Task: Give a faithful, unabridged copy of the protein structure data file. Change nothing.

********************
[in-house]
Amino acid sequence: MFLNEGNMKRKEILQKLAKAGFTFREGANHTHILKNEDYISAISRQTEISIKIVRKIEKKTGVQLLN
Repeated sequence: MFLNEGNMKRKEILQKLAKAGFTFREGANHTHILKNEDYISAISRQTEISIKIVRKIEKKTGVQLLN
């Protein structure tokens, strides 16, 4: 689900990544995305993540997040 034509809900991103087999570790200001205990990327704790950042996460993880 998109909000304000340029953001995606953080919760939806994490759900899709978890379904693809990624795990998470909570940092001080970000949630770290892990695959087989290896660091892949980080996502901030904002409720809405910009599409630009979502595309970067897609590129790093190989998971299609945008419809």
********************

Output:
[in-house]
Amino acid sequence: MFLNEGNMKRKEILQKLAKAGFTFREGANHTHILKNEDYISAISRQTEISIKIVRKIEKKTGVQLLN
Repeated sequence: MFLNEGNMKRKEILQKLAKAGFTFREGANHTHILKNEDYISAISRQTEISIKIVRKIEKKTGVQLLN
């Protein structure tokens, strides 16, 4: 689900990544995305993540997040 034509809900991103087999570790200001205990990327704790950042996460993880 998109909000304000340029953001995606953080919760939806994490759900899709978890379904693809990624795990998470909570940092001080970000949630770290892990695959087989290896660091892949980080996502901030904002409720809405910009599409630009979502595309970067897609590129790093190989998971299609945008419809």